Learning to Stop Being a Scaredy Cat

There is nothing to be gained in fear. You may feel more at ease, protected, safe and unconcerned, but you will only have lost on your opportunity to push past easy, safe and comfortable. We all carry this mouse with a megaphone called fear, judging us, pushing us, or holding us back. It’s sometimes called common sense, but more often than that it is simply complacency. I wrote this to encourage myself as I chase my dream to make my writing mean something to people.

I hope this little piece finds someone and hits them hard. I hope they then somehow find the courage to call this “monster” by its name, and go conquer the world in their own beautiful, meaningful, life-altering way.

I’m done being a scaredy cat. It hasn’t served me well.

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Fear is an instinct, built into us, to preserve us, to protect us from the possibility of pain.

Fear is your mother’s voice in your childhood ear – ‘be careful. not too high. not so fast. not so far’.

Fear is the dark corridor, the blind corner, the drop into the trench and the void that is the unknown.

Fear is insulation around your heart, two ply bubble wrap and a warning label…’Fragile: handle with care”.

Fear is the sweat of your palms, the words caught in your throat, the Doubting Thomas of your subconscious that quietly reminds and reprimands you, “better safe than sorry”.

Fear is a nameless face with a clipboard and a checklist of all the things you think you “should“. Should be, should have, should say, should do. Fear is checking those off one by one and in the meantime you lose your chance…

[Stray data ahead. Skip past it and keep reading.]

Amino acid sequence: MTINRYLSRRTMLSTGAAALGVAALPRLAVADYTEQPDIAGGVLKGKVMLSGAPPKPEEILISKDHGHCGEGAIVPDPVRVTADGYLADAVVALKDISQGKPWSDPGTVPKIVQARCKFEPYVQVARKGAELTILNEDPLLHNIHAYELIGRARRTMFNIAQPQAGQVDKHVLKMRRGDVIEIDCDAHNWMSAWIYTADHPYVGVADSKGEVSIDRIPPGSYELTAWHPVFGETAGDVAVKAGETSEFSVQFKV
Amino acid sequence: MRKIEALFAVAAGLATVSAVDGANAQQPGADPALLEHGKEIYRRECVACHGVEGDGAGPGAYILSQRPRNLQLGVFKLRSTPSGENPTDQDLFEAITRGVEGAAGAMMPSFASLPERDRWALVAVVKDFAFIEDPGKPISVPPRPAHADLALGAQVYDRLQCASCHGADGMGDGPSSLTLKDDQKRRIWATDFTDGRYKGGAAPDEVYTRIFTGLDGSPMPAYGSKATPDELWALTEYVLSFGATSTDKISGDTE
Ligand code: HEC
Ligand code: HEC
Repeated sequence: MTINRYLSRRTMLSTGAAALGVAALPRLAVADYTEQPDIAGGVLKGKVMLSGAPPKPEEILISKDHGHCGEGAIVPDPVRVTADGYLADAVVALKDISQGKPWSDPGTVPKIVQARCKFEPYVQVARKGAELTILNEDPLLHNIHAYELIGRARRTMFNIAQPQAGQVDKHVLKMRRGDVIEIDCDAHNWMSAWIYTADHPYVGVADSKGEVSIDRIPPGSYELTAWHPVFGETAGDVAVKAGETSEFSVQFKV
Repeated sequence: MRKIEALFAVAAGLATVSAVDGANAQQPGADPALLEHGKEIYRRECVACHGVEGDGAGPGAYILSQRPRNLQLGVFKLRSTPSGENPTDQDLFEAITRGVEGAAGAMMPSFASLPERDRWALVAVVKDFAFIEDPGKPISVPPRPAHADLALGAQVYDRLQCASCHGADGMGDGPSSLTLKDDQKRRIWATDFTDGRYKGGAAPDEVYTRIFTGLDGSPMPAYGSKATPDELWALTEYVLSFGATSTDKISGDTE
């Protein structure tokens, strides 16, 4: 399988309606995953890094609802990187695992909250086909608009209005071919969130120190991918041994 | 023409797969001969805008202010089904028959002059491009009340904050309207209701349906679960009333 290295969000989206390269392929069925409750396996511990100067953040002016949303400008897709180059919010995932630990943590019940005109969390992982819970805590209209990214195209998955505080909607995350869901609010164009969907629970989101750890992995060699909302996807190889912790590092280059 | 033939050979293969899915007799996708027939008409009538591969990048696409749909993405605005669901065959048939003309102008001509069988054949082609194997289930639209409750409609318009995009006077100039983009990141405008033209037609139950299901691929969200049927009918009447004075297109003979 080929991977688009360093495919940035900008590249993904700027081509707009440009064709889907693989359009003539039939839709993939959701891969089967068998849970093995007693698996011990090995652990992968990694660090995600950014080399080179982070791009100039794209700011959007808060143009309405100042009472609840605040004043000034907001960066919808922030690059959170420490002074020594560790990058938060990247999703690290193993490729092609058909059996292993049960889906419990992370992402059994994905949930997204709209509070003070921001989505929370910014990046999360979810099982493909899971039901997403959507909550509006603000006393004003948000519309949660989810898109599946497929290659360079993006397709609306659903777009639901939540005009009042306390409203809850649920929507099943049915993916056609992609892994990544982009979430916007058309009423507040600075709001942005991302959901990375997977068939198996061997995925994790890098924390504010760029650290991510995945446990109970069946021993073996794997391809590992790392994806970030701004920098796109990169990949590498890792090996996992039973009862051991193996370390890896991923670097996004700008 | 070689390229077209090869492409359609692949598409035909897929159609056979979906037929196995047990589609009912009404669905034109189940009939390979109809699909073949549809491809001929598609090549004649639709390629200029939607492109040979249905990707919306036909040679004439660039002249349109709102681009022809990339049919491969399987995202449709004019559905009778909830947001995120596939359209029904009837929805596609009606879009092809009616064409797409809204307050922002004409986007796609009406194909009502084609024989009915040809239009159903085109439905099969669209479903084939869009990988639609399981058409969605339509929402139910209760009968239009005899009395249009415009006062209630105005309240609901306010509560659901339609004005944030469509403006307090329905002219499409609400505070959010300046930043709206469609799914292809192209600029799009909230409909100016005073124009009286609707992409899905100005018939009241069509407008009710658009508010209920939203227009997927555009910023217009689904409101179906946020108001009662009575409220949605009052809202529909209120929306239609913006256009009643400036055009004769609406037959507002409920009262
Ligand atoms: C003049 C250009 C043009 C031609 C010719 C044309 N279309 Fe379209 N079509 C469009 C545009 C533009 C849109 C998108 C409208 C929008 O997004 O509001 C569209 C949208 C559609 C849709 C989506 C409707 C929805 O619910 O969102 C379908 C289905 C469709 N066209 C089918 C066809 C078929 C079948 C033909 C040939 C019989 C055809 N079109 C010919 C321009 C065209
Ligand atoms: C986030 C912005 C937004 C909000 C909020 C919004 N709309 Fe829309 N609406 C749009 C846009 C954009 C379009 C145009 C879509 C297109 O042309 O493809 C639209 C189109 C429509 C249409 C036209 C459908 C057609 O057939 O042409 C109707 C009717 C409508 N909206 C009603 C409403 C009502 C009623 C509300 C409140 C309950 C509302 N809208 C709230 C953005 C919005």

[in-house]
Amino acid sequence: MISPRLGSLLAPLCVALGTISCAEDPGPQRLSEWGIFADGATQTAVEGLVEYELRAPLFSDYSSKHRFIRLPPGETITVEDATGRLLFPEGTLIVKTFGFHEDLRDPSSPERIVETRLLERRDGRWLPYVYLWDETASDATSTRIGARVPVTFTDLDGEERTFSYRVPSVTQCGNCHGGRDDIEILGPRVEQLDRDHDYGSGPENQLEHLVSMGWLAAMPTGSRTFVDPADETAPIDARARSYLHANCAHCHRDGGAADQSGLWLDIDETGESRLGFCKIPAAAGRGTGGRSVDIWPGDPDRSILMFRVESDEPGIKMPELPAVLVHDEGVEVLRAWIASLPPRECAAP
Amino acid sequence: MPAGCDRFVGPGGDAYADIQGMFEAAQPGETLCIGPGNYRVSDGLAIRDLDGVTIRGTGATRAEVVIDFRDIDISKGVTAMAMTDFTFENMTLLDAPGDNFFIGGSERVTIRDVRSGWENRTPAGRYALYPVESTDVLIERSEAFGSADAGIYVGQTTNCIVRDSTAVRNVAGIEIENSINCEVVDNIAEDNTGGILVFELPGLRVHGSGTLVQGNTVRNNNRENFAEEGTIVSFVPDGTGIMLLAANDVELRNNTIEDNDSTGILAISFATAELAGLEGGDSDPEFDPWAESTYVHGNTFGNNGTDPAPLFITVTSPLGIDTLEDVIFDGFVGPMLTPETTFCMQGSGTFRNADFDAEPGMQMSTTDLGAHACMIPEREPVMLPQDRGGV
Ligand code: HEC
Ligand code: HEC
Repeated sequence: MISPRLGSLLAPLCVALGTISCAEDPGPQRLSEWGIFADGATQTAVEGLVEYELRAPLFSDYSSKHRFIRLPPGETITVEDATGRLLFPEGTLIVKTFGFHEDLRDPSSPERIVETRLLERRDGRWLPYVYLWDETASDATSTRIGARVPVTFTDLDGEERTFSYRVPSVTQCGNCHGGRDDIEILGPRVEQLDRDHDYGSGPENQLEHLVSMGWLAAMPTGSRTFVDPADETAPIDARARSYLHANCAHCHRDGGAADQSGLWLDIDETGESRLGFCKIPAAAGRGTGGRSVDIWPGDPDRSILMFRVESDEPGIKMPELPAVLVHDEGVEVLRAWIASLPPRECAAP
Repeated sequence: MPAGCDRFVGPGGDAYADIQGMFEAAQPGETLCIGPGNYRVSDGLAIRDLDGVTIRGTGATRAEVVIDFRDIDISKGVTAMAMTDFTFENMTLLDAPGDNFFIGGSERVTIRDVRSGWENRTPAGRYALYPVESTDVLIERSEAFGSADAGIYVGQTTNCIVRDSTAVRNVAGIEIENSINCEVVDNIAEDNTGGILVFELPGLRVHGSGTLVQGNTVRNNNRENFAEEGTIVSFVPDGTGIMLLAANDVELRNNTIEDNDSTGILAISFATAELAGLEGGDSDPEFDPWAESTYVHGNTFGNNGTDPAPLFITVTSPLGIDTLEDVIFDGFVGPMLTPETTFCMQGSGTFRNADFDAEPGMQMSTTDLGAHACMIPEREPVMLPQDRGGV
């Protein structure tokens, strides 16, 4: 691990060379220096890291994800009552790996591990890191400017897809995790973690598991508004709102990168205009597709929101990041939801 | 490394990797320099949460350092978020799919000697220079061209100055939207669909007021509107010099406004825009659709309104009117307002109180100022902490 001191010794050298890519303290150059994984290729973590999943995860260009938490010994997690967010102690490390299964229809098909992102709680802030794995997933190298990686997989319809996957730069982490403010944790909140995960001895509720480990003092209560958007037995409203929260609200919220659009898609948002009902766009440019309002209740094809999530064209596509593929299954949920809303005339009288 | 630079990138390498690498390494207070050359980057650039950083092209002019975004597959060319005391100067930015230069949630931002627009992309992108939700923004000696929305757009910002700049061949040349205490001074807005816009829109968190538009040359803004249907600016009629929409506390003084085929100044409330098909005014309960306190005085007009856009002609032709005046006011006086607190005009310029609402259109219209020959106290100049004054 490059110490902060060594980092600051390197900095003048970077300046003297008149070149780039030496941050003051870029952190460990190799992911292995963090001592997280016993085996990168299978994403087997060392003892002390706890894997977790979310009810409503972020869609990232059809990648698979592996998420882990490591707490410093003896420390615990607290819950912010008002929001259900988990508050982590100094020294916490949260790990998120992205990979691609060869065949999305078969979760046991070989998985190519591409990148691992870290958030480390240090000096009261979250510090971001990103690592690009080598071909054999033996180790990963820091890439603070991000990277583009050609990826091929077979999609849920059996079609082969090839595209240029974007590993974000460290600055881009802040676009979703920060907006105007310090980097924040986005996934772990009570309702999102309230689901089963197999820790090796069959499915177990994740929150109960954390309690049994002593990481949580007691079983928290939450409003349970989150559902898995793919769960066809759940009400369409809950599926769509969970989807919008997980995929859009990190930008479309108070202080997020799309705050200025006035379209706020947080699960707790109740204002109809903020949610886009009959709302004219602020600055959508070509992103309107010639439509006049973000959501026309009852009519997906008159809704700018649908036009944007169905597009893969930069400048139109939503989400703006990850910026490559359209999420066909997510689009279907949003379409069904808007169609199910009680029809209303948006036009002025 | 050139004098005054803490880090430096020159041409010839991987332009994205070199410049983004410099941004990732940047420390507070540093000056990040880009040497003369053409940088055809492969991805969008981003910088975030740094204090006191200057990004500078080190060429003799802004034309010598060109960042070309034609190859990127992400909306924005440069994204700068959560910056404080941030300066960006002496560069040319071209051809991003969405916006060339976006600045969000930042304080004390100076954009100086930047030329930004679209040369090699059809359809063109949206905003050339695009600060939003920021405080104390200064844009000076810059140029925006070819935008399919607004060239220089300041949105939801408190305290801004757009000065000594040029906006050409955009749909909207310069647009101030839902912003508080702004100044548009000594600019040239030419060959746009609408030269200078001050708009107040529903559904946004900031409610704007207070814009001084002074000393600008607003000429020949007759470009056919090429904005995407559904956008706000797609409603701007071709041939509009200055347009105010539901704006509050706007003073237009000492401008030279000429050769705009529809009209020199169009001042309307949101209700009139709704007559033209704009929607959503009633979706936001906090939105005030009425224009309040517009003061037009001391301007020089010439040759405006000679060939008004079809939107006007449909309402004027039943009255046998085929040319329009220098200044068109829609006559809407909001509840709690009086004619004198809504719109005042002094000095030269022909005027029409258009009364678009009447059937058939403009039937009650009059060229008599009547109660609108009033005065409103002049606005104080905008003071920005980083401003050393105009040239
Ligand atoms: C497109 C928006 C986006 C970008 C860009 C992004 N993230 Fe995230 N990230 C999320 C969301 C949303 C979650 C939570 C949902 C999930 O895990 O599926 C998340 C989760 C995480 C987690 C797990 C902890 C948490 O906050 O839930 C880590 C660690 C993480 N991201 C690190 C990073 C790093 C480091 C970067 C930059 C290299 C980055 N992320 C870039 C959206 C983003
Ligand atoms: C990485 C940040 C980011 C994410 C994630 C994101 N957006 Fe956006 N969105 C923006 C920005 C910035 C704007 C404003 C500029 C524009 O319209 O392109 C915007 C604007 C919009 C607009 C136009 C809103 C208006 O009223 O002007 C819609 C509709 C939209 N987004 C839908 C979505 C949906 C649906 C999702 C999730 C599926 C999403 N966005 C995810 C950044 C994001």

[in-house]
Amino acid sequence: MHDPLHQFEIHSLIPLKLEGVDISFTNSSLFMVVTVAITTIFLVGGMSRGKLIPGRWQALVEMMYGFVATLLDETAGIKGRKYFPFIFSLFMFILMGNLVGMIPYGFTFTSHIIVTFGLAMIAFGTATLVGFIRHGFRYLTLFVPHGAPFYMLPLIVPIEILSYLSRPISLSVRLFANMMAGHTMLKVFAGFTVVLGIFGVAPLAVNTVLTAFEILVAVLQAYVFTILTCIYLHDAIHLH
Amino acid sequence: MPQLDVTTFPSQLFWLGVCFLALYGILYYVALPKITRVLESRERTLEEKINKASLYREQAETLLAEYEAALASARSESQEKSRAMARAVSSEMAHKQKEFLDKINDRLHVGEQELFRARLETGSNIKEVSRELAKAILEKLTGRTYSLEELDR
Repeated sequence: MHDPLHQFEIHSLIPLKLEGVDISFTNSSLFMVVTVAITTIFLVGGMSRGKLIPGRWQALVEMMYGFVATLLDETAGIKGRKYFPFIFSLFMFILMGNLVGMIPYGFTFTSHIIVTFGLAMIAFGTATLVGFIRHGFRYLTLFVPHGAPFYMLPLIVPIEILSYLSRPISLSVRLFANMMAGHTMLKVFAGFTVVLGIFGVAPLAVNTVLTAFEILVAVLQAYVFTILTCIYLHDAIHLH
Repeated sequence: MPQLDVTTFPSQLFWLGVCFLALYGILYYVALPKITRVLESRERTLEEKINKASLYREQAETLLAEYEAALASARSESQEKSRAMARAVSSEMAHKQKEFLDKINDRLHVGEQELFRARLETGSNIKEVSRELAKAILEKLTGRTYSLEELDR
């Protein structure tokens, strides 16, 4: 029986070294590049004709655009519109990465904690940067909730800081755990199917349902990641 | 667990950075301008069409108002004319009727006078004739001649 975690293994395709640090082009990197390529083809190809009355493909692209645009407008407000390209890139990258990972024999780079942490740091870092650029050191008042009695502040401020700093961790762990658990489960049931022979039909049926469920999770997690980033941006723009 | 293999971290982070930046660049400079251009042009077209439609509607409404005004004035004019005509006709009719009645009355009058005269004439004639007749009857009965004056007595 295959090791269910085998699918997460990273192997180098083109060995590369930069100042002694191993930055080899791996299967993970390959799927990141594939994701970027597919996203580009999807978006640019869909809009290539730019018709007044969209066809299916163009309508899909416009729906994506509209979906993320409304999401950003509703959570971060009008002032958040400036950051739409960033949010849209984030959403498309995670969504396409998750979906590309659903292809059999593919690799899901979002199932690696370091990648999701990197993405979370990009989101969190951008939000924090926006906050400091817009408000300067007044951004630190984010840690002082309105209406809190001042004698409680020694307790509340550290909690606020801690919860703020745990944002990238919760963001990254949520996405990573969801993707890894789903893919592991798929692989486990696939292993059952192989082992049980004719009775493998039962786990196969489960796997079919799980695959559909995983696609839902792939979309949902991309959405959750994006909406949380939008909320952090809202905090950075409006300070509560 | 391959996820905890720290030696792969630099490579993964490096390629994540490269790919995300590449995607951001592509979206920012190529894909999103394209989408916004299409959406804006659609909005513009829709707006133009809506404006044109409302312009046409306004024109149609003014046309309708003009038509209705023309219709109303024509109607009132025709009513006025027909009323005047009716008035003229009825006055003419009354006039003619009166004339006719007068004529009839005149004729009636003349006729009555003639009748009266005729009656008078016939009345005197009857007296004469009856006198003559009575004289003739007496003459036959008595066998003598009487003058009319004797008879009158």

Your chance to taste life, to sing, to dance, to write, to paint, to create, to pursue…your change to sashay your spirit into that unknown space of “maybe…”

Fear is the thief that doesn’t even bother coming in the night. Fear walks into your office with you on another mundane Monday and robs you blind in broad daylight.

Fear says “not now”, fear comforts you with “next time”, fear reiterates your to do list and keeps you busy. Fear says, most often and with the most conviction “not you, you could never…”.

Fear is pervasive and strong and condoned by society as sensibility. Fear is acceptable. Fear is common ground with a brethren of people with their clipboards and comparing notes on who has the most check marks.

…but fear is no guarded prison. There are no shackles or irons, no fetters, no chains, no sentence to serve. You can walk out at any time.

Fear isn’t immortal. It isn’t indestructible. Fear isn’t “death and taxes”. It isn’t long winded and it isn’t eternal.

Fear is routed out of life by knowledge – like the little girl who finally looked under her bed to find no monsters, no sharp teeth and jagged claws and in her victory, slept peacefully in the dark.

Fear is dissipated by effort. Like fog burning off in bright, mid-morning light, fear cannot return to the space you have filled with “try”. 

Fear is told to go to hell when you understand the falsehood, the emptiness, and the slight of hand trick that it plays in your life.

Fear, in its true form, is so very powerless.

It begins to lose the moment it’s recognized “I think I’m JUST afraid…”

Its weakened further by the blow of “WHAT IF…?”

Its fully disarmed by “I’m going to try…”

And is devastated completely by “I won’t give up…”

Thoughts on Getting a Little Older